Glitter Ash Wednesday is a new initiative to promote inclusion among Christians and show support for the LGBT community this coming Wednesday, March 1st.
Glitter Ash Wednesday was created by Parity, a faith-based organization that works to empower LGBTQ and allied people in their spiritual life, Rev. Elizabeth Edman (author of Queer Virtue), and Metropolitan Community Churches.
The idea behind the inclusive act for this coming Ash Wednesday is that the religious holiday is the only day of the year when many Christians have a visible marker of their faith on their body.
Often times, the visible sign of faith can be misconstrued a s symbol that co-exists with anti-gay or close-minded rhetoric.
Ashes are an in-your-face statement that death and suffering are real.,’ says a statement on the Queer Virtue website which highlight how difficult glitter is to eradicate.
The glitter will be a sign of our hope, which does not despair.
The glitter will signal our promise to repent, to show up, to witness, to work.
Glitter never gives up – and neither do we.
Over 30 churches in 11 states have openly joined the initiative to support Glitter Ash Wednesday.
Rev. Marian Edmonds-Allen, the Executive Director of Parity, says the initiative will show LGBTI people that they are welcome at Church.
She said she had met many LGBTI people who felt deeply rejected by the church – which is why she believes passionately about this initiative, despite Parity receiving criticism and accusations of ‘blasphemy’.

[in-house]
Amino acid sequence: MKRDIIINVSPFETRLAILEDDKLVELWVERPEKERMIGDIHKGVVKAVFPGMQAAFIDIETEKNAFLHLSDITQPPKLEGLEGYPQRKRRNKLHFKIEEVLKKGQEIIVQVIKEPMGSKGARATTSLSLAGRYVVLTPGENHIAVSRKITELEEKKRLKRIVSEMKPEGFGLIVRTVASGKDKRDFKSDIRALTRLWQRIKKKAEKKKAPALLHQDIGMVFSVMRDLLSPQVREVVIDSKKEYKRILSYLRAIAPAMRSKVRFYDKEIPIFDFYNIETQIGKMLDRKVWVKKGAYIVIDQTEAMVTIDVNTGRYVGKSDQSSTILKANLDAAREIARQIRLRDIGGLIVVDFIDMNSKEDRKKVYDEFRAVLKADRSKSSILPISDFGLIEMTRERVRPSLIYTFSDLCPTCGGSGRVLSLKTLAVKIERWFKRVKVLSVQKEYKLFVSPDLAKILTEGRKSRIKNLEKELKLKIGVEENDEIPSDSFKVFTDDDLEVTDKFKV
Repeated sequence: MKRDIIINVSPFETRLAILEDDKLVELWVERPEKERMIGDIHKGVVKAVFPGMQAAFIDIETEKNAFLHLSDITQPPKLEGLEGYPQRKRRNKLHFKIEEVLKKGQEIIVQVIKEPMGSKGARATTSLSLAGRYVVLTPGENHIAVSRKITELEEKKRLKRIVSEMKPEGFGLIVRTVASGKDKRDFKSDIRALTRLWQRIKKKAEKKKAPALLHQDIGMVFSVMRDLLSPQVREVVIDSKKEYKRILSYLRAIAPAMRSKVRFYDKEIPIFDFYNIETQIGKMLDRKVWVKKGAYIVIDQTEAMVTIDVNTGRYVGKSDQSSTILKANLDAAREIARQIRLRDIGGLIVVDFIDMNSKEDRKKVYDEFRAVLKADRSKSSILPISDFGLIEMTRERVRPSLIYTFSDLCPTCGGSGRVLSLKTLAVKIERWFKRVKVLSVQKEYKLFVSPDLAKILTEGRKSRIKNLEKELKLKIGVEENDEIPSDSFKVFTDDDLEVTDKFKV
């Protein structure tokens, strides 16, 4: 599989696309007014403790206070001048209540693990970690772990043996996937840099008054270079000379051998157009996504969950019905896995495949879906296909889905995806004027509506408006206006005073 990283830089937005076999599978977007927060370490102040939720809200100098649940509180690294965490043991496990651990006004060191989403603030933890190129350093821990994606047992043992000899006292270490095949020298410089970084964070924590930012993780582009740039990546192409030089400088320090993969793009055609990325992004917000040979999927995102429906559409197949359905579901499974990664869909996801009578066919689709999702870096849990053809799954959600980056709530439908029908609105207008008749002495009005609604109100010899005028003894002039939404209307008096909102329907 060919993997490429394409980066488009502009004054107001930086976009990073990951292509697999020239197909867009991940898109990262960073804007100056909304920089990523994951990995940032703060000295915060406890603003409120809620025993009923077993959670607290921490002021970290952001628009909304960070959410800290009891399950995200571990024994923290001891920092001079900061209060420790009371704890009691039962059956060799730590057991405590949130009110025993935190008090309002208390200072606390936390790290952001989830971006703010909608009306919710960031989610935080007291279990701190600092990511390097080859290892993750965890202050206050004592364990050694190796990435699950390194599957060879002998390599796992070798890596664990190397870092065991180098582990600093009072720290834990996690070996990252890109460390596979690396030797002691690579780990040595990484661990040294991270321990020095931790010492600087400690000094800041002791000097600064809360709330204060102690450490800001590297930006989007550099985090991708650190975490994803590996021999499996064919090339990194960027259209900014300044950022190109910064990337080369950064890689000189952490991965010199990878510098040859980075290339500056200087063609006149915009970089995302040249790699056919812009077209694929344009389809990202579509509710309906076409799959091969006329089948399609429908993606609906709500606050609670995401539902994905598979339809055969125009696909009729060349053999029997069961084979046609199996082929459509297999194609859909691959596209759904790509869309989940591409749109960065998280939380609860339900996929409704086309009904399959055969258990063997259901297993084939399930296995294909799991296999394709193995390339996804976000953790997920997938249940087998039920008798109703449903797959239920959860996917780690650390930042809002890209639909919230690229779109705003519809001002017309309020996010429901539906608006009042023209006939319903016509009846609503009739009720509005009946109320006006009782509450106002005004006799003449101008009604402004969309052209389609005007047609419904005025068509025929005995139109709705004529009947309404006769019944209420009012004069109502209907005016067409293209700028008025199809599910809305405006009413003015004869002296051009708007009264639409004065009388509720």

‘We disagree,’ she said in an op-ed for Pantheos in which she addressed criticism. ‘In fact, the whole point of Glitter Ash Wednesday is to reflect the deep, somber, serious faith in Jesus’ life, death, and resurrection that millions of queer Christians have. And yes, there are millions of us queer and queer positive Christians.
‘Surprised? No wonder, because the lie gets told over and over again that “God hates fags” and that homosexuality is sinful. Precious few queer Christians survive the hate and make it through to become visible members of the church.’
Reverend Liz Edman, of Queer Virtue, explains the concept of #GlitterAshWednesday below:
Edman has been delighted by the results of the glitter fueled faith movement.
The reaction has been amazing! People are taking Glitter Ash Wednesday and making it their own, designing worship services and community based events to minister to LGBTQ+ people and allies.
It has also been an opportunity for LGBTQ+ people to talk about their faith, and to share their joy at being “seen” as queer, and Christian. There are millions of us, and I fully expect that every year Glitter Ash Wednesday will be a time of visibility for LGBTQ+ people of faith and their allies.
We’ve been simply amazed by the reaction. We have sent Glitter+Ash to 139 sites in three countries (US, UK and Canada) – enough for 15,000 people! We launched our public campaign on February 10, and it caught fire.